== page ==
Range Township Fire Dept. lands state funding

The Range Township Fire Department got a boost to its budget with a State Fire Marshal grant.

(Posted on May 21, 2020)

By Kristy Zurbrick, Madison Editor

The Range Township Fire Department is among this year’s recipients of a State Fire Marshal equipment grant.

The grant program is open to fire departments that serve populations of less than 25,000. Funds are earmarked for communications equipment and protective gear.

Departments in 60 of Ohio’s 88 counties received funding, ranging from $1,400 to $10,000. The total amount granted across the state for 2020 was approximately $1.1 million. Range Township received $10,000.

“It’s definitely a big boost for our department,” said John Meyer, who served as a firefighter for the all-volunteer department for eight years before becoming chief in October of last year.

Meyer said the money will go toward the purchase of two sets of turnout gear, including helmets, coats, pants, gloves and boots, as well as several pagers.

Each set of turnout gear costs about $4,000 and is good for 10 years before it is considered to be out of date. Range Township has 15 firefighters on its roster. The department replaces turnout gear on a rotating basis, rather than buying 15 new sets at a time.

“That lets us put funding toward another piece of rescue equipment, more hose and nozzles, or more training for our guys,” Meyer said.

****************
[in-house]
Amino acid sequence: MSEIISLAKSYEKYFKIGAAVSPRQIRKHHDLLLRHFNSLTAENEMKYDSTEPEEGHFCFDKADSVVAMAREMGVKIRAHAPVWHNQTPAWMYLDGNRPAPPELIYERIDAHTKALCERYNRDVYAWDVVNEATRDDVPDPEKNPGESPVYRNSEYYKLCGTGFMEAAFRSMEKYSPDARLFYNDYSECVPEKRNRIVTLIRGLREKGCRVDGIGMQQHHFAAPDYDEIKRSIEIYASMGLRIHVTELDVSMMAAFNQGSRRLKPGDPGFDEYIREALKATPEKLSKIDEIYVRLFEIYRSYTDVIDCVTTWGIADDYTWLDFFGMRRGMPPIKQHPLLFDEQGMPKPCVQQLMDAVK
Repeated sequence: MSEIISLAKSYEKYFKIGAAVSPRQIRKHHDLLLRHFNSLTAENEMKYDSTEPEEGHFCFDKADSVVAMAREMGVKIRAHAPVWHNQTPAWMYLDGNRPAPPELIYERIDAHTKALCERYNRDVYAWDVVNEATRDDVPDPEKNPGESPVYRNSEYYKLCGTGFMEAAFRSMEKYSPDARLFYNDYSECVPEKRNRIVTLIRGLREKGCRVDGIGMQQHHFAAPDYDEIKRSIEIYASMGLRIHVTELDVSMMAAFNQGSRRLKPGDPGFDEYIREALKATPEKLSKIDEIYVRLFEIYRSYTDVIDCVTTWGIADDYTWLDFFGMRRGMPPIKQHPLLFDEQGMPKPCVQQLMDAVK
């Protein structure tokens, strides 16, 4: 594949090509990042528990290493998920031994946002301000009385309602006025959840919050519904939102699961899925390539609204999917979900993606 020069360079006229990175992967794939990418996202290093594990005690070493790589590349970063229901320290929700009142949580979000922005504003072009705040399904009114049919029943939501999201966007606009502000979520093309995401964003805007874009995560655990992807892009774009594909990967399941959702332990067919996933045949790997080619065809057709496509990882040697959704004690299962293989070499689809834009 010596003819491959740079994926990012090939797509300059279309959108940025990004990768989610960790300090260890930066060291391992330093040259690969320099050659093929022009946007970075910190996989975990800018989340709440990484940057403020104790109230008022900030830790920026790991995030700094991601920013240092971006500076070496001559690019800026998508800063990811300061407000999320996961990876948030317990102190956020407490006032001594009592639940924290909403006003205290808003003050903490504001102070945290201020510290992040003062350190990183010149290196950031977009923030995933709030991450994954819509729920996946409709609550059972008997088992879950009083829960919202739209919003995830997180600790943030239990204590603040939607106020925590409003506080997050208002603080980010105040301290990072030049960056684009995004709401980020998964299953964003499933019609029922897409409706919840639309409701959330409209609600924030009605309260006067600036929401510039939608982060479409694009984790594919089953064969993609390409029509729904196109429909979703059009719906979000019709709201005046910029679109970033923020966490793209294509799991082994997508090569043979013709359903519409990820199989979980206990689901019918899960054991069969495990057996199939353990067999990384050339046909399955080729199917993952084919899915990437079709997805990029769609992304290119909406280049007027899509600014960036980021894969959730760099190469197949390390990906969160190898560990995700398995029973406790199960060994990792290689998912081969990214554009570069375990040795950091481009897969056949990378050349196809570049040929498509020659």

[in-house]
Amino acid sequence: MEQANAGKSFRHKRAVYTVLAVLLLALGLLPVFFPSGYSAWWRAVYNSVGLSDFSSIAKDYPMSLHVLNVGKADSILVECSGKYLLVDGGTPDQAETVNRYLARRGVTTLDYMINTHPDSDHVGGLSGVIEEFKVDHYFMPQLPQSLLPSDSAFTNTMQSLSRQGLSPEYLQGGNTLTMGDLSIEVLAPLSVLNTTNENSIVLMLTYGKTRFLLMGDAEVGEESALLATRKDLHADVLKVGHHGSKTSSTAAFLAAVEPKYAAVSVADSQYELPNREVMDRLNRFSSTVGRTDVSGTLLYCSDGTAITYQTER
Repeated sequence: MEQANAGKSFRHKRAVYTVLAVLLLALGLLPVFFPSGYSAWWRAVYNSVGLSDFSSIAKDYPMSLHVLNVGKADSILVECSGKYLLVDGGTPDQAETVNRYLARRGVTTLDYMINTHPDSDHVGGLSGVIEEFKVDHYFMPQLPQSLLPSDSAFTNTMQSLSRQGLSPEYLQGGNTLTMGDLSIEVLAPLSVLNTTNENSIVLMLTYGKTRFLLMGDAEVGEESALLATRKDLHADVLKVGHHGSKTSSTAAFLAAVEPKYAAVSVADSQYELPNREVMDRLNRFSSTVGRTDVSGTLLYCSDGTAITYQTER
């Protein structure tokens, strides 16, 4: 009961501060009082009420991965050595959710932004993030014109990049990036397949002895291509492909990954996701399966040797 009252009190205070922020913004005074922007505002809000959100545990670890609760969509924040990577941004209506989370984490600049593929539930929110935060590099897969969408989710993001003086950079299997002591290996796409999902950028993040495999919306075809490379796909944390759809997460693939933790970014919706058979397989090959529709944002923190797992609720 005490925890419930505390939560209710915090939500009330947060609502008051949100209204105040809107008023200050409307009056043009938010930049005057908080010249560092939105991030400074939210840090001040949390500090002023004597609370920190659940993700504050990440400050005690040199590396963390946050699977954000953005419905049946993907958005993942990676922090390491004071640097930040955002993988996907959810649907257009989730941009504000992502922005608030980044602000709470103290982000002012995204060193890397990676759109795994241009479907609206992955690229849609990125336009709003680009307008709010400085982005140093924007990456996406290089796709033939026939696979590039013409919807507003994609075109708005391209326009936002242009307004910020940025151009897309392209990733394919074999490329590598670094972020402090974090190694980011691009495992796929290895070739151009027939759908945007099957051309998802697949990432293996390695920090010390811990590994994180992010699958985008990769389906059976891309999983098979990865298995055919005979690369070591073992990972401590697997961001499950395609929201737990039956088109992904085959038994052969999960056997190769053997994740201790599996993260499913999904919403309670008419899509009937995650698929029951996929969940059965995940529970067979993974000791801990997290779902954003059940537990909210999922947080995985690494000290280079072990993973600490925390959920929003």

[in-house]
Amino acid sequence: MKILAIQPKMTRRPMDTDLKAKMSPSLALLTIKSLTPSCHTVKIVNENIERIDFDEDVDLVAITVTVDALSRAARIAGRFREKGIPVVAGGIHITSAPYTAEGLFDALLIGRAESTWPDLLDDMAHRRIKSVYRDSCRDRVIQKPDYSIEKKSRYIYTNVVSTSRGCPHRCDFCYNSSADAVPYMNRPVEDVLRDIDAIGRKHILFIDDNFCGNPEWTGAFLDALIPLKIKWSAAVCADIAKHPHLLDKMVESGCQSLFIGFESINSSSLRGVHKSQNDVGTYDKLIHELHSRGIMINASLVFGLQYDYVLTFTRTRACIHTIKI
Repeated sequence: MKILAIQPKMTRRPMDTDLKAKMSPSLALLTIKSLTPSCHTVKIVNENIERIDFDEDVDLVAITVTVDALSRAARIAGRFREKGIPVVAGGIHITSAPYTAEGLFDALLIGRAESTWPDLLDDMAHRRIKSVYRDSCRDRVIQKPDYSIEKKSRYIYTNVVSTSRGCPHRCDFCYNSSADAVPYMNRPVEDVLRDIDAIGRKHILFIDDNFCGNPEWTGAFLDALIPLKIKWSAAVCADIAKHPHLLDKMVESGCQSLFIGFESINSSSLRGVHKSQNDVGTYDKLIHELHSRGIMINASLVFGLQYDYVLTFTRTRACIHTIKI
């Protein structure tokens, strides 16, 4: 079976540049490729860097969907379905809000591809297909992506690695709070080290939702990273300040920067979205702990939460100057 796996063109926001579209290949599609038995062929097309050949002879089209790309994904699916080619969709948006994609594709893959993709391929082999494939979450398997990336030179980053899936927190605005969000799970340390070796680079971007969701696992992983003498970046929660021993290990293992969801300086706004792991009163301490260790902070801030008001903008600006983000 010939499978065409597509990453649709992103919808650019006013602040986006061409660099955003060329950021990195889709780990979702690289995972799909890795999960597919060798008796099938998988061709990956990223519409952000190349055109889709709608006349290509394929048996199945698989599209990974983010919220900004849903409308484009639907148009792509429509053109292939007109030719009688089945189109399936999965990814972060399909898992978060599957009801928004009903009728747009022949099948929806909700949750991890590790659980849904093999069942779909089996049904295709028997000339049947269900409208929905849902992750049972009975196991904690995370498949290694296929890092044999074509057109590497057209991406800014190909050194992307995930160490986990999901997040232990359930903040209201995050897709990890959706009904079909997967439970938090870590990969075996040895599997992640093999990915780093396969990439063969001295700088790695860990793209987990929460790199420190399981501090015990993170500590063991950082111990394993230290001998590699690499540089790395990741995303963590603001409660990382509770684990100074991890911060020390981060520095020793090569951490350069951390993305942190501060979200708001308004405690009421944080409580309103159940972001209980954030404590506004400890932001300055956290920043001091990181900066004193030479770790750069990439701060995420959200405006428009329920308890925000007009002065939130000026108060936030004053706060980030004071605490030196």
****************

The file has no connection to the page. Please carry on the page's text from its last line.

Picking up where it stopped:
The pagers are one-way communication devices that allow firefighters to hear when the station and others in the area receive calls. It’s a way for them to receive information until they get to a truck equipped with a radio.

This is the fourth time the Range Township Fire Department has received a State Fire Marshal equipment grant in the past 10 years. The others came in 2010 ($8,000), 2013 ($10,000) and 2016 ($10,000).

The station is located at 13715 Main St., Midway, and serves all of Range Township, which has a population of about 1,000.

On average, the department makes 80 to 90 runs per year. Last year, that number was closer to 120. Meyer attributes the increase to road construction projects on I-71 that resulted in increased calls for auto accidents and mutual aid to other departments in the area.

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